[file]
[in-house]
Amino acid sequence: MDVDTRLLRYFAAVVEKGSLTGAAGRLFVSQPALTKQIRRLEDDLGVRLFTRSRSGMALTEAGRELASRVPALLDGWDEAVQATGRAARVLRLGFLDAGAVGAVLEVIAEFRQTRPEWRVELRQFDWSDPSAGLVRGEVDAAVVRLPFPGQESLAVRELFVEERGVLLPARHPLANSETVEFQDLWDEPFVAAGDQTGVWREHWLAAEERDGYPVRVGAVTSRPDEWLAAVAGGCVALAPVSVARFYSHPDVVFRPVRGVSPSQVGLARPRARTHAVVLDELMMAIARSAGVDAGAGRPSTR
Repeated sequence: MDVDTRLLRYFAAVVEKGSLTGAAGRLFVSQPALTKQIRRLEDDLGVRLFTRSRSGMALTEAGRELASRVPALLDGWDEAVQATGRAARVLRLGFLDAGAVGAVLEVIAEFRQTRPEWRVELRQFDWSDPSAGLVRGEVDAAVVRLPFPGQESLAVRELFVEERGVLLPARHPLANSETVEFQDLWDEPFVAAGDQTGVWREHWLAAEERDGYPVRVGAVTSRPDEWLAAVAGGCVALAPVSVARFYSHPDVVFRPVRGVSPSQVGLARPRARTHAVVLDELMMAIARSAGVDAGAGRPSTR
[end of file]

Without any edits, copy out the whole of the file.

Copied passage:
[in-house]
Amino acid sequence: MDVDTRLLRYFAAVVEKGSLTGAAGRLFVSQPALTKQIRRLEDDLGVRLFTRSRSGMALTEAGRELASRVPALLDGWDEAVQATGRAARVLRLGFLDAGAVGAVLEVIAEFRQTRPEWRVELRQFDWSDPSAGLVRGEVDAAVVRLPFPGQESLAVRELFVEERGVLLPARHPLANSETVEFQDLWDEPFVAAGDQTGVWREHWLAAEERDGYPVRVGAVTSRPDEWLAAVAGGCVALAPVSVARFYSHPDVVFRPVRGVSPSQVGLARPRARTHAVVLDELMMAIARSAGVDAGAGRPSTR
Repeated sequence: MDVDTRLLRYFAAVVEKGSLTGAAGRLFVSQPALTKQIRRLEDDLGVRLFTRSRSGMALTEAGRELASRVPALLDGWDEAVQATGRAARVLRLGFLDAGAVGAVLEVIAEFRQTRPEWRVELRQFDWSDPSAGLVRGEVDAAVVRLPFPGQESLAVRELFVEERGVLLPARHPLANSETVEFQDLWDEPFVAAGDQTGVWREHWLAAEERDGYPVRVGAVTSRPDEWLAAVAGGCVALAPVSVARFYSHPDVVFRPVRGVSPSQVGLARPRARTHAVVLDELMMAIARSAGVDAGAGRPSTR